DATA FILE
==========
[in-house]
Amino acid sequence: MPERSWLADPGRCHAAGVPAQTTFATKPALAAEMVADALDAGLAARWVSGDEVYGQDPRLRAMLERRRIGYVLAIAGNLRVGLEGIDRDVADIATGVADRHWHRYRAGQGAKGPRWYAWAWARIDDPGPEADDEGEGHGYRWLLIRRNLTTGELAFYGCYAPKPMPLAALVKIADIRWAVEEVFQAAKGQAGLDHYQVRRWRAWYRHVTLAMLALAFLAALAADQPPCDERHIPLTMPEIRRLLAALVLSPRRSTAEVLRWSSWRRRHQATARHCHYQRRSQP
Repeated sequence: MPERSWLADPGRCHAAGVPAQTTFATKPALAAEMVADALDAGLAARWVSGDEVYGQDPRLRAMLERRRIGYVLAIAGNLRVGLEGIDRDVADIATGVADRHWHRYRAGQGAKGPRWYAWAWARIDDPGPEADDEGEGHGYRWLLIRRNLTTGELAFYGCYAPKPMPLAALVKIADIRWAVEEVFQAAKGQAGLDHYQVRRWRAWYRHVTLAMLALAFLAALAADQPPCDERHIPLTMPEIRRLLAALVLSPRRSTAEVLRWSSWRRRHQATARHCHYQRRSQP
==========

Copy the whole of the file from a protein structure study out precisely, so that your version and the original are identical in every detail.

[in-house]
Amino acid sequence: MPERSWLADPGRCHAAGVPAQTTFATKPALAAEMVADALDAGLAARWVSGDEVYGQDPRLRAMLERRRIGYVLAIAGNLRVGLEGIDRDVADIATGVADRHWHRYRAGQGAKGPRWYAWAWARIDDPGPEADDEGEGHGYRWLLIRRNLTTGELAFYGCYAPKPMPLAALVKIADIRWAVEEVFQAAKGQAGLDHYQVRRWRAWYRHVTLAMLALAFLAALAADQPPCDERHIPLTMPEIRRLLAALVLSPRRSTAEVLRWSSWRRRHQATARHCHYQRRSQP
Repeated sequence: MPERSWLADPGRCHAAGVPAQTTFATKPALAAEMVADALDAGLAARWVSGDEVYGQDPRLRAMLERRRIGYVLAIAGNLRVGLEGIDRDVADIATGVADRHWHRYRAGQGAKGPRWYAWAWARIDDPGPEADDEGEGHGYRWLLIRRNLTTGELAFYGCYAPKPMPLAALVKIADIRWAVEEVFQAAKGQAGLDHYQVRRWRAWYRHVTLAMLALAFLAALAADQPPCDERHIPLTMPEIRRLLAALVLSPRRSTAEVLRWSSWRRRHQATARHCHYQRRSQP